[vc_row][vc_column][vc_column_text]“Society is predisposed to the self-driving car, but there is still much work to do”



Gregorio Serrano participated in the ABC Forum on Technology and Road Safety, in his first public act as the head of the department

The self-driving car and a zero accident rate are two objectives of the DGT (Department of Traffic), as recognized by the General Manager of this entity, which this Thursday, in his first public act after his appointment, participated in the ABC Forum on Technology and Road Safety, organized In collaboration with PONS Seguridad Vial and with the sponsorship of BOSCH.

According to Gregorio Serrano, «the world of the car industry is closely related to technological innovation, and Spain, as an automotive power, is a leading player in this field».

This technology is precisely helping today in the field of road safety. They are taking «the first steps with assisted navigation» in connectivity, and in a following phase «we will receive personalized messages in our vehicle, as if it was a virtual co-pilot».

Serrano has pointed out that the self-driving vehicle could be a reality in 2025 «creating a mean between those who are more optimistic and those who have more conservative forecasts». In facing this future, both administrations and professionals, driving schools, industries and technologies «must be prepared so that when we are approached and pulled into this, we are organized, that’s why we at the DGT are working in depth on this».

The head of the DGT recognizes that today «the self-driving car raises many fears and people are expectant and a little frightened about letting go of the steering wheel», but «if we analyse what has changed our life compared to 20 years ago, it has nothing to do with the present, so we all perceive that the self-driving vehicle is going to come». Moreover, it is now common that «a car can park itself and there are systems that prevent it from invading the opposite lane».

Present and future driving aids, road education and safety, and its relationship with administrations, drivers, the industry and manufacturers and researchers, have centred the following debate, moderated by José Ramón Alonso, Deputy Director of ABC, which was attended by Aránzazu García, Manager of the Industry and Environmental department of ANFAC (Spanish Automobile and Truck Manufacturing Association); Shara Martín, General Manager of PONS Seguridad Vial; Jaime Moreno, Deputy Director of Mobility Management of the DGT (Department of Traffic) and Ricardo Olalla, Manager of Mobility Solutions for the BOSCH group in Spain.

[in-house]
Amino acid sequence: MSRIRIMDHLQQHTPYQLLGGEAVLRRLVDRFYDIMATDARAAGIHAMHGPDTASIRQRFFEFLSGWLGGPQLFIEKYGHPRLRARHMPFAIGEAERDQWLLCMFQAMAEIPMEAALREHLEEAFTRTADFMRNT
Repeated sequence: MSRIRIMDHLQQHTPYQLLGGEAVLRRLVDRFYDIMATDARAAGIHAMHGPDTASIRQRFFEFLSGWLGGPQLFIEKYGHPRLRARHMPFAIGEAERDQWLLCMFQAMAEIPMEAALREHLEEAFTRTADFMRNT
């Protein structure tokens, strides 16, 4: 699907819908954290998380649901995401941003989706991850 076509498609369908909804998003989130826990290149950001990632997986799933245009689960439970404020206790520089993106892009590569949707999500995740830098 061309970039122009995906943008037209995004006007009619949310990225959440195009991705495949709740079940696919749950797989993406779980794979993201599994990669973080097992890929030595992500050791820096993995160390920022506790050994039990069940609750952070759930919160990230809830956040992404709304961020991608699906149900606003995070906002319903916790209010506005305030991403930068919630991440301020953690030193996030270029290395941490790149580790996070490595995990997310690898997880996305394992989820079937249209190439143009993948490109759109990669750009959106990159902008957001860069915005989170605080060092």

All the speakers agreed the importance of the technology in achieving a reduction in road accidents, with the goal of «zero accidents and zero deaths». The arrival of the self-driving car will help with this, in its different phases. There currently are already self-driving vehicles in phase three, meaning they are capable of taking control of the vehicle in certain circumstances, such as when parking or while driving in a traffic jam or on the freeway.

The technology already exists, and will gradually reach the implementation of systems of aiding and assisting driving until reaching phase five, in which the vehicle will be able to move completely autonomously.

According to Shara Martín «society is predisposed to the self-driving car, but let’s not rush, there is a lot of work to be done». The General Manager of PONS Seguridad Vial says one of the challenges ahead is that «when we get into a vehicle we do not distract ourselves with all the technology». In this respect she wrote that «we are going to need a lot of continuous training so that the driver doesn’t only know how to drive the car, because he will also need to learn how to use all the new technology».

The Deputy Director of Mobility of the DGT (Department of Traffic), Jaime Moreno, «we are currently not aware of the existence of many security systems until they act», and self-driving is nothing more than «the sum of all these new systems». At the present time many mandatory safety systems in modern cars were initially optional. Looking towards the future Moreno believes «the change from the traditional vehicle to the self-driving vehicle could be equated with the passage of the horse carriage to the combustion car». But the situation cannot be forced because, if it imposes the mandatory nature of certain technological elements, this could imply an increase of unattainable cost by society, with which the objective of modernizing the automotive fleet could not be completed. In the end, he assures, «we could have two very dissociated situations, with a very old and unsafe fleet, and a very modern and technological fleet».

In the process that will lead to the self-driving and connected car, there will need to be coexistence between modern vehicles and older vehicles. From BOSCH, Ricardo Olalla believes that there will not be an incompatibility between the two, since «the self-driving car will need to be able to detect the environment that surrounds it, whether it is an unconnected car or a pedestrian». But this does not mean that there is no need to make progress in terms of connectivity, such as the need for «the car to connect with the road and other cars». This will also require maps with a high level of precision and standardization so that they can be used by the different existing technologies.

The opinion of Aránzazu García, for whom «the self-driving car needs to be able to act on its own, without the need to communicate with others». The Manager of the Industrial and the Environmental Area of Anfac (Spanish Automobile and Truck Manufacturing Association) believes that «automobile taxation in Spain is very high», and so this organization defends that «they somehow subsidize the new vehicle, less pollution, more efficient and safer».[/vc_column_text][/vc_column][/vc_row]